If you’re reading this blog, you’re probably sick and tired of hearing so many different opinions on what an optimal post-workout meal should look like. In this post, I’ll give a simple rundown of what goes on in the body during/after a workout and how we as nutritionally contentious CrossFitters can respond to what our body needs in the 30-60 min time frame following a workout. This post includes information from Jim Stoppani, an avid powerlifter and Ph.D, as well as the British Journal of Sports Medicine on their study of post-exercise anabolism and the search for the optimal recovery drink.
During a workout, the body calls on blood sugar, muscle glycogen and ATP for the energy it needs during a workout. The body only has small storages of glycogen and ATP, and thus the body calls on more oxygen to create additional ATP for energy. If not enough oxygen is available, lactic acid will form, and while it can be used as an energy source, lactic acid is attributed to post-workout muscle soreness. Lastly, during a workout, tiny tears form in the muscles that help them grow bigger and stronger as they heal. A healthy and nutritious post workout meal can help the body heal and recover, and while muscle soreness is the indication that muscles are changing, eating protein and carbohydrates can help reduce said soreness.
Lactic acid typically leaves the system within 30-60 minutes after a workout, and in order to help repair the tiny tears in the muscles, avoid muscle breakdown and replenish energy storage’s in the body to regulate insulin levels, a nutritious meal should be consumed within that exact time frame.
There are a couple components to a healthy and effective post workout meal:
I will go over the importance of each below:
When you train, your body burns glycogen, or sugar. Both blood sugar and muscle glycogen are consumed by your body during a workout, and to recover, as well as progress, you need to restore depleted glycogen levels as quickly as possible. However, not all sugars are created equal. Of the 4 types of sugars out there (fructose, dextrose, lactose and sucrose), you want a sugar that is quickly converted, and will make it to your muscles as fast as possible to speed you on your way to recovery. Fructose can be considered fruit sugar; dextrose comes from wheat, potato or corn starches; lactose comes from milk; sucrose is table sugar. According the the glycemic index that is scored out of 100, dextrose converts to glycogen the quickest (score of 100), followed by sucrose (65), lactose (46) and then fructose (20). It seems appropriate, therefore, that consuming foods with dextrose prior to a workout would make for the most efficient and effective recovery. Ruling out all fruits because they contain a low glycemic index is poor logic, since not all fruits only contain fructose sugars. For example, dried apricots and plums have 9 grams of dextrose and 3 grams of fructose in one serving. One cup of cranberry juice cocktail has 17 grams of dextrose to 12 grams of fructose. Medjool dates have equal amounts of dextrose and fructose, as does pomegranate juice. Read labels of your favorite foods, most natural, healthy and “whole” foods have a combination of dextrose and fructose. Carbohydrates in addition to sugar (since sugar is a carbohydrate) are important to restore blood and muscle glycogen levels. Carbs serve as the key to the door that allows protein and amino acids to absorb into your muscles. Consuming carbs (including sugar) spikes insulin levels which signals muscle cells in the body to open up, thus allowing glucose and protein to enter the muscles.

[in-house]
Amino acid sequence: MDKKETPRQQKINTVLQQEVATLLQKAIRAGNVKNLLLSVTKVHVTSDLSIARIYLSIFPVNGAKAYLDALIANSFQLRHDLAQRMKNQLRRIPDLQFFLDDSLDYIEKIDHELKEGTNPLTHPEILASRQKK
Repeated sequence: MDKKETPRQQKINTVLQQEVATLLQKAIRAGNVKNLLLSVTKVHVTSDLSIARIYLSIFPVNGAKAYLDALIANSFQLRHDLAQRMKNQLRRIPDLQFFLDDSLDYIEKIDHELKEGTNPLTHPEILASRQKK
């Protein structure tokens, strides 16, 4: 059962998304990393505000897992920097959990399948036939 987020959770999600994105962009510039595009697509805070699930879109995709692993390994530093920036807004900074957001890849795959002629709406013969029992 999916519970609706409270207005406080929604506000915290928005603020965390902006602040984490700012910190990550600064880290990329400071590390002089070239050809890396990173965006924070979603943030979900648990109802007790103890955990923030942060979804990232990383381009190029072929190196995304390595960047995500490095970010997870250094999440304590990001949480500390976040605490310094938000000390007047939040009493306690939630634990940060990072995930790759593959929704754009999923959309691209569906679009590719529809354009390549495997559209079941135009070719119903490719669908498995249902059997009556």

After a workout, you have successfully broken down muscle tissue which is in need of repair, this is the ideal time for both protein and carbohydrates. Lean proteins such as certain fish, shrimp, chicken, turkey or even whey protein are all excellent sources of protein following a workout. Since protein (amino acids) is the main element of what builds and sustains muscle, it is critical to consume after a workout to ensure that your workout was worth the while.
Insulin and Fat
If this information has caused you to believe that eating a donut after a workout is going to benefit you, you are sorely wrong. A momentary spike in one’s insulin post workout through sugars/carbs will indeed allow protein to absorb quicker into the muscles for synthesis. However, once insulin has been released from the pancreas, it signals the body that it has just been fed. Since the human body is always trying to spare energy, this signal halts the body from burning the stored fat and instead turns to the nutrients that have just been ingested. If the food you have just ingested is high in saturated or trans fats (monounsaturated and polyunsaturated fats are good in moderation), the body will simply store those fats for later use and will break down whatever takes less energy to convert to nutrients (the carbohydrates and proteins). Thus, More fat is stored, less is burned. So while sugars are meant to be replenished in your system and will allow for protein to better absorb into your muscles to repair and build, there are still healthy and unhealthy manifestations of sugars to choose from. Like I said above, dextrose (the highest converting sugar) can be found in healthy foods such as whole wheat grains, sweet potatoes (for you paleo-folk), quinoa, and most chocolate protein powders have maltodextrin which converts even faster than dextrose.
In short, eat a quickly digesting carb source 15-20 min prior to exercise and within an hour post-exercise. The post exercise meal should include a ratio of carb to protein right around 4 to 1. Keep your post workout meal low in fat and enjoy the benefits of fueling your body intelligently!